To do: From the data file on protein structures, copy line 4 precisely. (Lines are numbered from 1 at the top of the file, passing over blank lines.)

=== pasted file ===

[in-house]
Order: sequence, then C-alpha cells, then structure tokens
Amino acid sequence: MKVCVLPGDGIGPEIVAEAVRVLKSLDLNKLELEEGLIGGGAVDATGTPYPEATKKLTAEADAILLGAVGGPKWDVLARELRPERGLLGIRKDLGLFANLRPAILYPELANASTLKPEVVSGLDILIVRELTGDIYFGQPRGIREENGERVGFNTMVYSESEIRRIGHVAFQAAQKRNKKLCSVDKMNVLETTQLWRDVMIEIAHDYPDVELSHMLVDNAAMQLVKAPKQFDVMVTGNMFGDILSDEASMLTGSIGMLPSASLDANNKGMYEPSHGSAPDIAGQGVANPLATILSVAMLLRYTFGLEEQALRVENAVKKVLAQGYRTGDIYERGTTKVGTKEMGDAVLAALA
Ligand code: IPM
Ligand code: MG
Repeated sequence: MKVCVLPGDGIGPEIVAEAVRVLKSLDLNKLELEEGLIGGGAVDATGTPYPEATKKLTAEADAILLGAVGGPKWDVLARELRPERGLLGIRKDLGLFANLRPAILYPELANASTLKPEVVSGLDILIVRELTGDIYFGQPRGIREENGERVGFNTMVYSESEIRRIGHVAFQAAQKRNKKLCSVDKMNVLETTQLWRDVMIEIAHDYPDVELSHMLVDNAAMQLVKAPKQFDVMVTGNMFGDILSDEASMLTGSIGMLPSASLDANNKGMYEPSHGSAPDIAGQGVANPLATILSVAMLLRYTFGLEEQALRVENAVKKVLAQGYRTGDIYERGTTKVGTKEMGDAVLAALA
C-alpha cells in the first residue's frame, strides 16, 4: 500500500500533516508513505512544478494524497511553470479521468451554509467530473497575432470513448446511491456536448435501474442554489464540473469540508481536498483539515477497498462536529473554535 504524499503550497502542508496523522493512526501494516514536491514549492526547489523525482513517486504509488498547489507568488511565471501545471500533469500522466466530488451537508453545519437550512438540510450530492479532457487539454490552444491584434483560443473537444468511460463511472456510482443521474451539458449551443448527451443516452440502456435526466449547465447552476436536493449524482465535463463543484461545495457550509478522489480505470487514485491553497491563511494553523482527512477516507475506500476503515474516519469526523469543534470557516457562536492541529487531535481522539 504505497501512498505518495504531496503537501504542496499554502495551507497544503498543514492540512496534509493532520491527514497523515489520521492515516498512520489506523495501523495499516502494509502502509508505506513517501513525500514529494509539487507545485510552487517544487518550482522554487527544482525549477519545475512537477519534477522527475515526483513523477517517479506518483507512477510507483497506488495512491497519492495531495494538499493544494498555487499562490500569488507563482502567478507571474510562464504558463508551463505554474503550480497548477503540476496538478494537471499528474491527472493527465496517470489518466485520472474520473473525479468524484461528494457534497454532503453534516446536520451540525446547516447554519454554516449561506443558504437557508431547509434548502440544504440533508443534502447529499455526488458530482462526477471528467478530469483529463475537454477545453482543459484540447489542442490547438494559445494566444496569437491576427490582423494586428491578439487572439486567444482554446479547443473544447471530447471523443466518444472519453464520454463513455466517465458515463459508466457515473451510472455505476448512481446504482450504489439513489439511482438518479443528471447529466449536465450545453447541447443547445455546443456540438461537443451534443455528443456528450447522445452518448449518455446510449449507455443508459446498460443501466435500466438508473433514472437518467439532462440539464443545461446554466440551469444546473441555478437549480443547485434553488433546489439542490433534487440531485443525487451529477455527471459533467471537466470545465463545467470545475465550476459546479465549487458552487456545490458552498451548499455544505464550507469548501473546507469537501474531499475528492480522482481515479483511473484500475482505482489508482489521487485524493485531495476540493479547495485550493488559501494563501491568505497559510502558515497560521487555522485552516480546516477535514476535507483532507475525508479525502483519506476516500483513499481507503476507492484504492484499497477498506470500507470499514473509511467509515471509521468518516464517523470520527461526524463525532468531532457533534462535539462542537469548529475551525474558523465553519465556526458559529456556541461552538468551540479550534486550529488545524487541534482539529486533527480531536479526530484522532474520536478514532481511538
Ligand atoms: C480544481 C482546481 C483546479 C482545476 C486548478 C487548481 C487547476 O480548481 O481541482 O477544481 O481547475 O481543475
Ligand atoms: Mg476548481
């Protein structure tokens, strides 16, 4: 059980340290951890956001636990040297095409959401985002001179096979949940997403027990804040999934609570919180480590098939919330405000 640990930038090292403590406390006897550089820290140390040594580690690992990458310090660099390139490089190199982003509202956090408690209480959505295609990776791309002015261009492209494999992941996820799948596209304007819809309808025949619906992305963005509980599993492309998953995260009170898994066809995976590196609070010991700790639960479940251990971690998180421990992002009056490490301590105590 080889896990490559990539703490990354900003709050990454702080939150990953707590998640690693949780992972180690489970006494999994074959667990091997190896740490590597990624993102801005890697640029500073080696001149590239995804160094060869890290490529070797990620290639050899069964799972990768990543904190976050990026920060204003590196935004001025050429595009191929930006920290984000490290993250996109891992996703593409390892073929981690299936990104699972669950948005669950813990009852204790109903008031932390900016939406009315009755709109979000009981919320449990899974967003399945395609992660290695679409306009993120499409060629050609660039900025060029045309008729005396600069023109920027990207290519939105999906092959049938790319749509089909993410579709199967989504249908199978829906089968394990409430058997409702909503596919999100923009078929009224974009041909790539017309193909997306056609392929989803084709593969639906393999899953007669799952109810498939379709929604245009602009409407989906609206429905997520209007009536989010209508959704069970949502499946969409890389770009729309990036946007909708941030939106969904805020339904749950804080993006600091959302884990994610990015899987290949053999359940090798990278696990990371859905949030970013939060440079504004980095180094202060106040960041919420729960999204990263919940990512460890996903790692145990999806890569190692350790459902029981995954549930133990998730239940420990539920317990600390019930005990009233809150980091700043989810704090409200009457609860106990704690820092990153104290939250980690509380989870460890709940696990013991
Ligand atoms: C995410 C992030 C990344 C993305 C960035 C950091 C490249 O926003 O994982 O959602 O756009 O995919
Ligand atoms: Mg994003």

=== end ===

Ligand code: IPM